too much optimism v doubting myself too early, - aim for simple, clear reality.
To many focus on past and future on the present he said: "Do not disturb yourself by picturing your life as a whole; do not assemble in your mind the many and varied troubles which have come to you in the past and will come again in the future, but ask yourself with regard to every present difficulty: 'What is there in this that is unbearable and beyond endurance?' You would be ashamed to confess it! And then remind yourself that it is not the future or what has passed that afflicts you, but always the present and the power of this is much diminished if you take it in isolation and call your mind to task if it thinks that it cannot stand up to it when taken on its own."
Stoics view a situation with neutrality. They would say an event in itself cannot be good or bad, it's only an event. But to me you still you'll have to decide whether you'll see something as a threat or an opportunity
So how did he stay in control of his emotions based on his beliefs that nature unfolds in a perfect way and that one must accept that they cannot change the past or what other people feel in their hearts?
One key point he writes about is how to recover from massive setbacks.
Here are some of the philosopher king's timeless lessons on how to be resilient:
Don't worry about people whose actions don't affect the common good.
Your energy and time are both limited, so don't waste them on what inconsequential people are doing, thinking, and saying when you could be focusing on your own issues.
On Living in the present - Marcus writes
"Each of us lives only now, this brief instant. The rest has been lived already, or is impossible to see,"
Refrain from imposing your feelings onto reality.
. . . none of these are "bad" (or "good" for that matter), according to Marcus' philosophy. When you see things as what they really are, you're able to avoid succumbing to your emotions and accept what has happened.
Turn an obstacle into an opportunity.
Which is a Stoic fundamental, which says that we should use inevitable challenges as a chance to become a stronger person?
A good definition of a Stoic, someone who "transforms fear into prudence, pain into transformation, mistakes into initiation, and desire into undertaking."
Find peace within yourself.
Marcus writes that people try to retreat from their problems and responsibilities by going somewhere in the mountains or the beach, but that travel isn't necessary to recollect yourself. He advocates a kind of brief meditation, where you withdraw into yourself and quiet your mind.
Don't resent people for their character.
If someone's character flaw has caused one of your problems, do not exert energy trying to change that person's character. Let things go. "You might as well resent a fig tree for secreting juice," Marcus says.
You are the only person responsible for your happiness.
"The happiness of your life depends on the quality of your thoughts"
"Choose not to be harmed — and you won't feel harmed. Don't feel harmed — and you haven't been," Marcus writes. Furthermore, the only way people can truly harm you is if they change your character.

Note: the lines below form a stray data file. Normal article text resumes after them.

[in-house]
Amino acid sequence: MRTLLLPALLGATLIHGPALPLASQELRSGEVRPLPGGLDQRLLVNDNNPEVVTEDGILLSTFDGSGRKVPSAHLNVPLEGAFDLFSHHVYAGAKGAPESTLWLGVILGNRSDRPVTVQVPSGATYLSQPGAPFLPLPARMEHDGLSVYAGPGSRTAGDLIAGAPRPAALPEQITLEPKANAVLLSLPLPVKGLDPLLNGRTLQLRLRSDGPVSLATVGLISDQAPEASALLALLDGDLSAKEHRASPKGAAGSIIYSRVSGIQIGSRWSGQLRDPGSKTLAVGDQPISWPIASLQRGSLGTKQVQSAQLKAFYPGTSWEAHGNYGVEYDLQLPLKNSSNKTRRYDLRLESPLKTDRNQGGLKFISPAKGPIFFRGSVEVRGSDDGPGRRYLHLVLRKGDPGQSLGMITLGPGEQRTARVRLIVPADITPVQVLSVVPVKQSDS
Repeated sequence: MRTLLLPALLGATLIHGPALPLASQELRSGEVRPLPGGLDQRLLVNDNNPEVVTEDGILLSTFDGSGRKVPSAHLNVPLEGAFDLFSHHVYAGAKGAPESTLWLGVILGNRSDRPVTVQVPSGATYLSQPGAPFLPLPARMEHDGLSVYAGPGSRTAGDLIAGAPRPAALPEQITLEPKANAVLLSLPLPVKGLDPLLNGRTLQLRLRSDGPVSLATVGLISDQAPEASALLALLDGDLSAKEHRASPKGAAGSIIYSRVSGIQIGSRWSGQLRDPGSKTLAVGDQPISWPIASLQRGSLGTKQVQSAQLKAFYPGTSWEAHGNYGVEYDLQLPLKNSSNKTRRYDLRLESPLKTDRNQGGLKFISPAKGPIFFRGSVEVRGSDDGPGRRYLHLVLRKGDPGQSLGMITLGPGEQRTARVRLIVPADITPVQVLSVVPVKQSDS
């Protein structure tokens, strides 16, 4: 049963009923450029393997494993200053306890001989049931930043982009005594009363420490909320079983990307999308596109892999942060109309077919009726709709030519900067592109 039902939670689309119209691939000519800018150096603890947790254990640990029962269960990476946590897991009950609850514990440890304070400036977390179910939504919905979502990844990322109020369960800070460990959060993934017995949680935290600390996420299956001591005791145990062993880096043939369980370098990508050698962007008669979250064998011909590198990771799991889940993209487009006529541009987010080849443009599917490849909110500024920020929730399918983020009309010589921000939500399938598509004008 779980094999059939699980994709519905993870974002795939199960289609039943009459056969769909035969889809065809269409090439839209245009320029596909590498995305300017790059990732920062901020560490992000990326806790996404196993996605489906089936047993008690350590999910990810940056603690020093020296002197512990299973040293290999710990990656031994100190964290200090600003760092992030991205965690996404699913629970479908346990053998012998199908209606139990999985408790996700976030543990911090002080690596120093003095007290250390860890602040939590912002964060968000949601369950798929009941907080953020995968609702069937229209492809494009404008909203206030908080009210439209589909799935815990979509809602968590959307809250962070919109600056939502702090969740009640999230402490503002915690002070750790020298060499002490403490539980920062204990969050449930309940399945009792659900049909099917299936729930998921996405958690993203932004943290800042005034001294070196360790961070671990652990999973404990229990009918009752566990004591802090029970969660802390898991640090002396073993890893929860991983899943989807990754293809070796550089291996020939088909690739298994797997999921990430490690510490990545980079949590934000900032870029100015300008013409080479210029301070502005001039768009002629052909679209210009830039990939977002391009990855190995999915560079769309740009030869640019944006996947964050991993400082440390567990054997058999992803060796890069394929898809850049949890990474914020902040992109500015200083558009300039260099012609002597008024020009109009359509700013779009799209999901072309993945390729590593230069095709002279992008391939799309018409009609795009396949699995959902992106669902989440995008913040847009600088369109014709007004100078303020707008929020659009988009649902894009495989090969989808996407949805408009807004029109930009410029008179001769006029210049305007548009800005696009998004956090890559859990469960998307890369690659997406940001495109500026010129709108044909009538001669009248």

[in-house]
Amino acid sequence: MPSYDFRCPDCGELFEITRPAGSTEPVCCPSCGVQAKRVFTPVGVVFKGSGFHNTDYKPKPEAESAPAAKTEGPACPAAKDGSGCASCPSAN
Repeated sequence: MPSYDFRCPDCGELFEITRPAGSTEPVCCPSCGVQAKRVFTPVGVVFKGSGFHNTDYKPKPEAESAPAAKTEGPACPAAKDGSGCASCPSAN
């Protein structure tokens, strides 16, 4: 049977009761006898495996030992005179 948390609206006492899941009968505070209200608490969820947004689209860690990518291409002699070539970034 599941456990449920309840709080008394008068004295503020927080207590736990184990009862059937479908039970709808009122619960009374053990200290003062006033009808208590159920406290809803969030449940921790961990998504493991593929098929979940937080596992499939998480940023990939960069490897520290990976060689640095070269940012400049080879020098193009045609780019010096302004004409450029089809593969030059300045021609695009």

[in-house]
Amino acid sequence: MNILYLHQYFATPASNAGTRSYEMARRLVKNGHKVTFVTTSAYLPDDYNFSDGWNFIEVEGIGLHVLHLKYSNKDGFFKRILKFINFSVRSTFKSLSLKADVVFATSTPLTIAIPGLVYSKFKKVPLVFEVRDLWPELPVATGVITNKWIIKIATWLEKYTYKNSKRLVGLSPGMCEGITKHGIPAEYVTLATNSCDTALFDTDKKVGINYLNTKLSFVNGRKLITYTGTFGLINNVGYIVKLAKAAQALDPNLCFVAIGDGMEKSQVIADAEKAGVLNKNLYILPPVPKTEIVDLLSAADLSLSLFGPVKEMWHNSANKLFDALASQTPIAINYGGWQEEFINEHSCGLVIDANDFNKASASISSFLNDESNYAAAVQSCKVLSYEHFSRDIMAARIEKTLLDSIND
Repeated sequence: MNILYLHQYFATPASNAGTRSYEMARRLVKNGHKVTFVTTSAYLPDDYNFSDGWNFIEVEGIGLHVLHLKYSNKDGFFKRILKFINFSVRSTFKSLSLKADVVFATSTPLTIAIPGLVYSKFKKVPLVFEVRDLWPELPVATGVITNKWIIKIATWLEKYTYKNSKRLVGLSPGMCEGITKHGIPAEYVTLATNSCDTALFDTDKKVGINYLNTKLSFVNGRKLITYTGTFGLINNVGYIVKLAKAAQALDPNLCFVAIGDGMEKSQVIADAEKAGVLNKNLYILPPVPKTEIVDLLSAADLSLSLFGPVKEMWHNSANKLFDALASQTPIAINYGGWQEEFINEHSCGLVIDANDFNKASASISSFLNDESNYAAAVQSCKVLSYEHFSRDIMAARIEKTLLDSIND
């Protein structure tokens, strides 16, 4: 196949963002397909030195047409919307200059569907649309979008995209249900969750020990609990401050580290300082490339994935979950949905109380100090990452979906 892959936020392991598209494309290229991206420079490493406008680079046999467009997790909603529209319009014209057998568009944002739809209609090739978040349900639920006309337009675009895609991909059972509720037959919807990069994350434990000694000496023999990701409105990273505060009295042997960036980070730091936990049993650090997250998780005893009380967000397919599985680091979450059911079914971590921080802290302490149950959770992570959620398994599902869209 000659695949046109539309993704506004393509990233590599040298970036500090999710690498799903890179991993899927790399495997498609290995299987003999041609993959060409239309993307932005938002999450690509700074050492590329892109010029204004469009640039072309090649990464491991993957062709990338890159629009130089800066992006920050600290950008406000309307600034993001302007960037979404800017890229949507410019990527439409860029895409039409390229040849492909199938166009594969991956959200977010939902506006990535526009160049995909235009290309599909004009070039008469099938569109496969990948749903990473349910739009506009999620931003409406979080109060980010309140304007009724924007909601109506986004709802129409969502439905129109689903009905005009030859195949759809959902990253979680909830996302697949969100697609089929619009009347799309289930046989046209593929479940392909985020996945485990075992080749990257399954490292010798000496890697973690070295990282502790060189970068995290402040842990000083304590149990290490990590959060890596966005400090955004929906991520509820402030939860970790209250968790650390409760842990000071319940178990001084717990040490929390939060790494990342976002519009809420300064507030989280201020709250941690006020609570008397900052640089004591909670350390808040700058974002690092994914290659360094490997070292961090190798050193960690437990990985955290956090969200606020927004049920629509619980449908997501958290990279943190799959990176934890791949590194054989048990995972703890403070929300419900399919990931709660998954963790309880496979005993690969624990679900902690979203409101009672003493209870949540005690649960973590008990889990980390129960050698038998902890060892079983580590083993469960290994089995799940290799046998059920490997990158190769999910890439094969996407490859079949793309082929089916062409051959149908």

He is like a kindred spirit.
Goal or task don't sweep away your thoughts that come into your mind - just observe.
He is so upfront and honest it's like he is saying to us - I am a fellow human being trying to make sense of the trials and tribulations of life. It's like he is down the earth saying it just so happens I came into this role as “Emperor,” but that seemed to matter little to the turmoil in his brain and the yearning in his heart.
It seems, he was just also trying to figure it all out, just like the rest of us. And if one of the most revered leaders of the civilized world was trying to figure it all out almost 2000 years back in his day, then maybe together our community here collectively is doing alright.
Takeaways - don't hesitate to set a new path or new trial because you're thinking your not entirely sure you can pull it off or because you think you lack the skills, know-how, connections, money, and certainly the confidence we feel like we need to get started. Thus so many never risk starting. Or we give up when things get rough. Or take too long. Especially if the things we hope to do — start a business, move into a new industry, spearhead a movement we care about, reinvent ourselves, build a new career or life from scratch — is something we’ve never, ever done before.
So what separates those, like Marcus who pursue worthy projects and grow enormous empires, from those that do not?
Surely, they must have all their stuff together and “all figured out” before they even get started?
Here’s a secret: they didn’t.
And here’s another: they still don’t.
In my own story from Attorney, Banker Fiduciary Professional to Entrepreneur or whatever else I happen to be doing at the moment.
Far and away the most powerful moments happen when I, someone who tends to look like a bundle of American confidence — all sorted, all figured out, all found, all put together — admit that inside I need to change or go in a new direction . . questioning whether you are the best you or if you have anything useful to add to a situation?
I am figuring a lot out, but still, in several ways, I’m still putting it all together. Still developing. Still growing. Still becoming.
Discovery comes with my own vulnerability, my own humanness, my own reality. A reality that is potentially universal.
I’m still, and possibly will always be, figuring this out.